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RDEL #18: Can better documentation come at a cost for some teammates?
This week, we look at the DORA report's findings on how documentation improves team outcomes, as well as the cost it can incur for underrepresented teammates.
Welcome back to Research Driven Engineering Leadership! Each week, we pose an interesting topic in engineering leadership, and apply the latest research in the field to drive to an answer. 👋
🔬 Throughout this month, we’ll be asking questions that are highlighted in the DORA report’s research findings. Last week, we looked at how your team type can indicate your overall team performance. This week, we dig into a frequent topic on engineering teams: documentation. We’ll put data behind some well-known benefits of better documentation, as well as some important costs that teams should be mindful of and avoid.
Note: this month-long series contains a sample of the report that we found most useful to our readers. To dive deeper into the data, take a look at the full report.
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The DevOps Research and Assessment (DORA) team focuses on understanding the relationship between capabilities and outcomes. For almost a decade, the DORA team has assembled and analyzed data from over 36,000 professionals. The annual DORA report is a rich analysis of what factors contribute to high-performing engineering teams, and what actions teams can achieve great outcomes.
Good documentation is foundational, and has a positive impact on team performance, productivity, and job satisfaction. Researchers looked at how impactful documentation is on various aspects of software engineering, and found that broadly speaking most aspects of software engineering are significantly improved. However, they also noticed that documentation can negatively impact the well-being of certain teammates. So what are the benefits, and costs, of documentation? And how do we mitigate those costs?
In their extensive research survey, researchers analyzed how improved documentation impacted various technical capabilities. The results were clear: compared to teams with low documentation quality, teams with higher documentation quality saw a lift in every technical capability they measured.
Next, researchers looked at how documentation impacts well-being and team outcomes. The results are shown below:
In analyzing the results, researchers found that:
Better documentation substantially decreases overall burnout, and increases job satisfaction and productivity
Better documentation also substantially improves team performance, organizational performance, and operational performance. Interestingly, software delivery performance (i.e the standard DORA metrics) showed no effect - this was the second year the researchers observed this trend
Researchers also discovered an unexpected trend - for respondents who identified as underrepresented, documentation was tied to an increase in burnout.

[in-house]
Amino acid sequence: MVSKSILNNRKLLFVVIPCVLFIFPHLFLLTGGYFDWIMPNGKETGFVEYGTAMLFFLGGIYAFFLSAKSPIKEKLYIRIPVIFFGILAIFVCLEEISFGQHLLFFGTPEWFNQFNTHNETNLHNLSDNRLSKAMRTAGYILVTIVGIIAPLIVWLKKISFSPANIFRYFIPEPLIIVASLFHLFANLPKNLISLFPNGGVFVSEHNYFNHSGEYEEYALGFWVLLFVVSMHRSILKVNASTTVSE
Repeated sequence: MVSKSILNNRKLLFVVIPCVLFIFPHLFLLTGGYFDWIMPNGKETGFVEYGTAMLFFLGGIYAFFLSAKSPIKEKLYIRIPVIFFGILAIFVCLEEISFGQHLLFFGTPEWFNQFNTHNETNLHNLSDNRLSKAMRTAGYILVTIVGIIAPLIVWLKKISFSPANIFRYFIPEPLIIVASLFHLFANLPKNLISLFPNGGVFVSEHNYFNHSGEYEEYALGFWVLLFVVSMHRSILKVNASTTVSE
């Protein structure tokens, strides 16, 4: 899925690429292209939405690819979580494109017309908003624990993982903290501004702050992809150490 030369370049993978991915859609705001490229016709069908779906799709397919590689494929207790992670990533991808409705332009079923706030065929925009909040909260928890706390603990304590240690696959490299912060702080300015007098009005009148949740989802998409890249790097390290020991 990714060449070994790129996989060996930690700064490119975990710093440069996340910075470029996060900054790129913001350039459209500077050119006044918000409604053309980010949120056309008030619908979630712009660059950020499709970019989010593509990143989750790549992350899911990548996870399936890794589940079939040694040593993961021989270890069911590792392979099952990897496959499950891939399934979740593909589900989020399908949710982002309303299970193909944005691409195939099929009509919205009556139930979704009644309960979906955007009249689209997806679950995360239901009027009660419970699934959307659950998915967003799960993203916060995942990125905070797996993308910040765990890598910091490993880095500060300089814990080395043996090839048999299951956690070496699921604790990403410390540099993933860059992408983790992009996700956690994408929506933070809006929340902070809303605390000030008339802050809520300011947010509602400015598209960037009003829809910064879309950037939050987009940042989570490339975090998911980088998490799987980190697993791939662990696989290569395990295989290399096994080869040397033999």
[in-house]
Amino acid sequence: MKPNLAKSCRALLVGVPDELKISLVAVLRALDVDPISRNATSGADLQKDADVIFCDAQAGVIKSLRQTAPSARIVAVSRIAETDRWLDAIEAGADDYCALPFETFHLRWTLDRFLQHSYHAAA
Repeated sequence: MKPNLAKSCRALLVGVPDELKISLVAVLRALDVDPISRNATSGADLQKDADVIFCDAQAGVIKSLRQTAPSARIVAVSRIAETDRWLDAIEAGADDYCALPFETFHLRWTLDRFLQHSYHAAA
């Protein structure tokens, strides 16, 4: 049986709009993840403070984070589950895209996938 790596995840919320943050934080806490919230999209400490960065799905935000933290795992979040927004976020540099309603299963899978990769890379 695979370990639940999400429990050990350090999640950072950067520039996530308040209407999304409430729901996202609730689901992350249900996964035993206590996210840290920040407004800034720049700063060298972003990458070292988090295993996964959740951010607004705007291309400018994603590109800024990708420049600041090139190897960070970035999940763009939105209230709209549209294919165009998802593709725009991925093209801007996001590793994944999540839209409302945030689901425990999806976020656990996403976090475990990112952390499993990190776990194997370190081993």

The researchers decided to dig into these findings more and found that:
Gender had no impact on these results. Respondents across all genders saw a decrease in burnout with increased documentation, but respondents who identified as underrepresented (regardless of gender) had a higher rate of burnout.
The finding was similar for documentation quality, generative culture, and team stability: as these attributes increase, burnout also increases for underrepresented folks.
Why this trend? Researchers theorized that it’s likely that documentation efforts might not be recognized for its importance and impact. It takes a lot of effort and technical knowledge to maintain high-quality documentation, and the data may point to the fact that underrepresented groups are doing a disproportionate amount of this work. More research is needed.
Having good documentation has countless benefits for engineering teams. From operational performance to job satisfaction, teams improve their overall productivity and quality through documentation. However, making an investment in documentation can come at a cost for some teammates if not well-managed. Here are some tips for managers thinking about improving documentation:
It’s an investment that helps you move faster. Often, particularly for fast-moving teams, documentation may feel like it slows the team down. But the data overwhelmingly shows that the investment in documentation improves all aspects of team performance, and is worth the incremental investment.
Recognize documentation for its impact. When teammates know that documentation has an impact on their performance, they will prioritize it against their other feature work. One way of doing this is to include knowledge sharing as a part of the team’s performance conversations. This will build a team culture that views both documentation and broader knowledge-sharing as important for overall performance.
Be careful of who gets “glue work”. Glue work (as thoughtfully detailed in this post) refers to the non-promotable work - like documentation - that needs to be done for a team to succeed. It is critical work, and yet it often falls on underrepresented groups - for example, women are 48% more likely to do non-promotable work. Be careful of who on your team is more often doing glue work by auditing the distribution of these tasks over the last 3-6 months. You can mitigate against it by assigning and rotating teammates to do this work and helping them understand why it matters.
I hope this post gave you something to think about as you strive for a healthy documentation culture. Have a great rest of the week!
From the Quotient team